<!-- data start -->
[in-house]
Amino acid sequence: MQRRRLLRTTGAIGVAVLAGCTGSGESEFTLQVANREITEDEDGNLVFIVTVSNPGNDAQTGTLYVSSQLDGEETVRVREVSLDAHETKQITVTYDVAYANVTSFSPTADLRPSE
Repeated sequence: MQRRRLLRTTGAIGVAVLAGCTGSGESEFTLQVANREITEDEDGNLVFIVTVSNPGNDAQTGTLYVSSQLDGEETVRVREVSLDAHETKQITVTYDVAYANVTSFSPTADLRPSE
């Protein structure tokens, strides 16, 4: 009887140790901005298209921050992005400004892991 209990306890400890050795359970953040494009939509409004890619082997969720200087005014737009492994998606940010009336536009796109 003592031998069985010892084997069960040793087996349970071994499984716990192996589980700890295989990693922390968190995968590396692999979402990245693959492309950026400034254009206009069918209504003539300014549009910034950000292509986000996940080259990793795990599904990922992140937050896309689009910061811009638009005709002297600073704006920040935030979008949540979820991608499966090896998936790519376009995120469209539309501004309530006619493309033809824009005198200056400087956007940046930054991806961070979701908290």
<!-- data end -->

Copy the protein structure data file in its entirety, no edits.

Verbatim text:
[in-house]
Amino acid sequence: MQRRRLLRTTGAIGVAVLAGCTGSGESEFTLQVANREITEDEDGNLVFIVTVSNPGNDAQTGTLYVSSQLDGEETVRVREVSLDAHETKQITVTYDVAYANVTSFSPTADLRPSE
Repeated sequence: MQRRRLLRTTGAIGVAVLAGCTGSGESEFTLQVANREITEDEDGNLVFIVTVSNPGNDAQTGTLYVSSQLDGEETVRVREVSLDAHETKQITVTYDVAYANVTSFSPTADLRPSE
């Protein structure tokens, strides 16, 4: 009887140790901005298209921050992005400004892991 209990306890400890050795359970953040494009939509409004890619082997969720200087005014737009492994998606940010009336536009796109 003592031998069985010892084997069960040793087996349970071994499984716990192996589980700890295989990693922390968190995968590396692999979402990245693959492309950026400034254009206009069918209504003539300014549009910034950000292509986000996940080259990793795990599904990922992140937050896309689009910061811009638009005709002297600073704006920040935030979008949540979820991608499966090896998936790519376009995120469209539309501004309530006619493309033809824009005198200056400087956007940046930054991806961070979701908290």